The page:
Canadian Parliamentary Security Committee Says They’re At Risk of Severe Cyber Attack Due to Cyber Security Shortcomings.

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Cyber security: how can your School protect itself from the latest threats?

The committee of MPs and senators in charge of federal security policy has discovered holes in Canada’s cyberdefenses, which might expose several government organizations to state-sponsored hackers from China and Russia.

Cyberthreats to government systems and networks, according to the National Security and Intelligence Committee of Parliamentarians, constitute a substantial concern to Canada’s security and government operations, according to a new report.

Beijing and Moscow are the most sophisticated cyberthreat actors attacking the government, according to the report, while Iran and North Korea are moderately advanced and offer less of a threat.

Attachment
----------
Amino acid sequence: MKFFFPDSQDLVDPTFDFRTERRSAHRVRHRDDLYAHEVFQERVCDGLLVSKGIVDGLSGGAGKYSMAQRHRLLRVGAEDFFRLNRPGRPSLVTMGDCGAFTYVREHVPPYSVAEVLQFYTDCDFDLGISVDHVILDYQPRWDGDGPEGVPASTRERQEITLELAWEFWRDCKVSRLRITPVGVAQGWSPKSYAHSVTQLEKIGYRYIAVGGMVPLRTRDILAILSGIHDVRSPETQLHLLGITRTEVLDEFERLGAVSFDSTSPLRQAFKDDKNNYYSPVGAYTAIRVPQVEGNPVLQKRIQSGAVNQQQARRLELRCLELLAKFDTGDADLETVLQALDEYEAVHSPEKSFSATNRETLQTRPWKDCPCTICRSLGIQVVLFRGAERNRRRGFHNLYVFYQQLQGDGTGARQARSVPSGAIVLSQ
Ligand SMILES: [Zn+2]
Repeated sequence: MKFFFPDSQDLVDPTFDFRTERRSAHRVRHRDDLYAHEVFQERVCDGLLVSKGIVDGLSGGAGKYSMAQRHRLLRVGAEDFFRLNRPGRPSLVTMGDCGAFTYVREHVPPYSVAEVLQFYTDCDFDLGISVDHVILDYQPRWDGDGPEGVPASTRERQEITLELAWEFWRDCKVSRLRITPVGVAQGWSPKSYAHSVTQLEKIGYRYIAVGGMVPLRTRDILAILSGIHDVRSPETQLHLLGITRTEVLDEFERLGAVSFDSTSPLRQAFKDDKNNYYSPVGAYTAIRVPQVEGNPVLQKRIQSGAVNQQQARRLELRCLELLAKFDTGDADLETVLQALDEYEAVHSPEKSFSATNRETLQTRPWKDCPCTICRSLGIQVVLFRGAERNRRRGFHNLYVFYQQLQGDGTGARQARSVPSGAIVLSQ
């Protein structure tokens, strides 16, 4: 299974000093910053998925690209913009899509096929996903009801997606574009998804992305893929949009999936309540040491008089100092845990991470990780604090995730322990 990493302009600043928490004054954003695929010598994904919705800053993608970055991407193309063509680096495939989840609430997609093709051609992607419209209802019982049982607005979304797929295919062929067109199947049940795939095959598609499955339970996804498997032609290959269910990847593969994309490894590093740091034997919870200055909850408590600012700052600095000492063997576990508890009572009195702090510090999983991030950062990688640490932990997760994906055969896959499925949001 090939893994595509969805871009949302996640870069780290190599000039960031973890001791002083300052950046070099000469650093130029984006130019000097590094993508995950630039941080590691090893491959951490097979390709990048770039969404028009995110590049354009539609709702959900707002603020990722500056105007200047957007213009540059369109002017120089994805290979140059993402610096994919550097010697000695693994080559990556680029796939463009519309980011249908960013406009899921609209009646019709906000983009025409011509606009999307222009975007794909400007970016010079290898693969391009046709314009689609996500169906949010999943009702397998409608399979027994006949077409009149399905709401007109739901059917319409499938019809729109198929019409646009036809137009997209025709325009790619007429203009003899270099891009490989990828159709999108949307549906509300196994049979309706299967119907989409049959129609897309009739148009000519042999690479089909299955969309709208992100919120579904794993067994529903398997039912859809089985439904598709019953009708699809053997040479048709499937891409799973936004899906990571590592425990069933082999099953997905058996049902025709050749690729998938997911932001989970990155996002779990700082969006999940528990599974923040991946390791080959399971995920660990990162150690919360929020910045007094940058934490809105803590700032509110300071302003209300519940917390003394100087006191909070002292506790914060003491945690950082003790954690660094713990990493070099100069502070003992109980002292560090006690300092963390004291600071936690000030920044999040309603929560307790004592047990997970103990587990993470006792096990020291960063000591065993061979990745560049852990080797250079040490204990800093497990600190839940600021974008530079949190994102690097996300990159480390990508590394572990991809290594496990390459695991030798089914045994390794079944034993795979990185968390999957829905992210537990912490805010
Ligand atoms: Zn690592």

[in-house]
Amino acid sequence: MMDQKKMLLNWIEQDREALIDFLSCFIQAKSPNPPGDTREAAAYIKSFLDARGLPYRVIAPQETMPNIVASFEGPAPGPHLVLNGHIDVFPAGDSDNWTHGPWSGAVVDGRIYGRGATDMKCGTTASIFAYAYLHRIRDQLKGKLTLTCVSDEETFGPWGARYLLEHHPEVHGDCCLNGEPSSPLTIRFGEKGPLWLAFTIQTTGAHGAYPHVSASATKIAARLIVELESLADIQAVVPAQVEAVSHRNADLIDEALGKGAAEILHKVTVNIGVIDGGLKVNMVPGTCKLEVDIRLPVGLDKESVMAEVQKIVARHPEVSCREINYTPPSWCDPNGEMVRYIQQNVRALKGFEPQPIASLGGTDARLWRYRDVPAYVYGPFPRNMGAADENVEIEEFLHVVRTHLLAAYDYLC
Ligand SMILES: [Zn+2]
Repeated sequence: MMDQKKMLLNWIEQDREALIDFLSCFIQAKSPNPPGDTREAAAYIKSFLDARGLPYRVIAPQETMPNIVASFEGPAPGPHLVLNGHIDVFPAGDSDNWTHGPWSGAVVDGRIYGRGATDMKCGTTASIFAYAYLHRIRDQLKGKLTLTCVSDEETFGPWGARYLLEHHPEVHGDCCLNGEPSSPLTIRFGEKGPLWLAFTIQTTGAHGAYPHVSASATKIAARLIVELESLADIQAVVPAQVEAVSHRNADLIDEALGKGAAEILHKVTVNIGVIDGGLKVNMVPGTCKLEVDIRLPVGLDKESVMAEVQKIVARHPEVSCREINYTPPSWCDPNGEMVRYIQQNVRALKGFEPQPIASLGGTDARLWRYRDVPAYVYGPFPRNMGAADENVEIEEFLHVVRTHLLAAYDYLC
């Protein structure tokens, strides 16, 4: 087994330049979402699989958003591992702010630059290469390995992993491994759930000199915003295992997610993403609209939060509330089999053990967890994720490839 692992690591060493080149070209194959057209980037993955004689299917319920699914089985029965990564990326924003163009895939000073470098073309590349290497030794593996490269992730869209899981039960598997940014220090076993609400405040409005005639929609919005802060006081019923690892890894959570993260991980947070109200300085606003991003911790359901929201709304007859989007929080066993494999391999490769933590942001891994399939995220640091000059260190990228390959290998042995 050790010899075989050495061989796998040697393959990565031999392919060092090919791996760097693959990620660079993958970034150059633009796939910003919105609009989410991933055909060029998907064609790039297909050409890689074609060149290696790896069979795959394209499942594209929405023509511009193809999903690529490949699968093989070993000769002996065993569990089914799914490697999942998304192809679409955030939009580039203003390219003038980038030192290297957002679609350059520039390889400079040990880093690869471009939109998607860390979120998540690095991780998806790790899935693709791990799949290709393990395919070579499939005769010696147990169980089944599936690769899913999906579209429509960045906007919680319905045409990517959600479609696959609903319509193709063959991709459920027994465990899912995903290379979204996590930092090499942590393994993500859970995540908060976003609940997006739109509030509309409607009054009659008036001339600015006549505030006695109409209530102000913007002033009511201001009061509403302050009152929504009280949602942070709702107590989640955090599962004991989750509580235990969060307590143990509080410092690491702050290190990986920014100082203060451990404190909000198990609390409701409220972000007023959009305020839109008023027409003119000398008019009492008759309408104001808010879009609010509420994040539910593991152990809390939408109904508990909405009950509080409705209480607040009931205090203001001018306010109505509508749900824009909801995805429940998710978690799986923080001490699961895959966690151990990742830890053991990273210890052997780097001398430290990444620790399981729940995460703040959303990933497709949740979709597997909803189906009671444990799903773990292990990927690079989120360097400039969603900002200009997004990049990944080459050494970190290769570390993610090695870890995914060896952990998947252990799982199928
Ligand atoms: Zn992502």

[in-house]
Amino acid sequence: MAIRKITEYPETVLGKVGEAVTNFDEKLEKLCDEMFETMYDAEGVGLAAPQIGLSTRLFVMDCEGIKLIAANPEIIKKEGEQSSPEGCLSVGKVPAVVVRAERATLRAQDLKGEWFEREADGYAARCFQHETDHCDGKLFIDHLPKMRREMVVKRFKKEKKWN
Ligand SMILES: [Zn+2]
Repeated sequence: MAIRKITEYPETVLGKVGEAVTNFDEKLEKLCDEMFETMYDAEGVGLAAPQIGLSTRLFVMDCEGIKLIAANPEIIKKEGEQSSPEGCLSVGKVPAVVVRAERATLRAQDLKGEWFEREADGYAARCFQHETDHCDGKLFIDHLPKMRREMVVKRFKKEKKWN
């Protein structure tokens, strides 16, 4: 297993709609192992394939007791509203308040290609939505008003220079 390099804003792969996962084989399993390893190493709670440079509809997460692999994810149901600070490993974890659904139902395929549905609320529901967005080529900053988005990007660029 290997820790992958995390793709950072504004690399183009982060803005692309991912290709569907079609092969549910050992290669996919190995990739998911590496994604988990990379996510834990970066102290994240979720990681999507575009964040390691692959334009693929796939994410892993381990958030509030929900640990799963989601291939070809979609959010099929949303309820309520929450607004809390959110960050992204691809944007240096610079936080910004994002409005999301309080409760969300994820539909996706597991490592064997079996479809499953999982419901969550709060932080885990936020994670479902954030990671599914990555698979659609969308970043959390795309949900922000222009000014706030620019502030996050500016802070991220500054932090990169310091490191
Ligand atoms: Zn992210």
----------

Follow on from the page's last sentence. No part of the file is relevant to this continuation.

Although nation states are the most advanced dangers, the committee claims that any actor with harmful intent and technical capability puts the government’s data and electronic infrastructure at risk.

The federal government has established a powerful cyberdefence system to fight this threat during the last decade, according to the report.

However, it is hampered by inconsistencies in policy implementation and the utilization of cyberdefense services throughout government.

The report, which was tabled in Parliament late Monday, is a redacted version of a confidential document that Prime Minister Justin Trudeau received in August.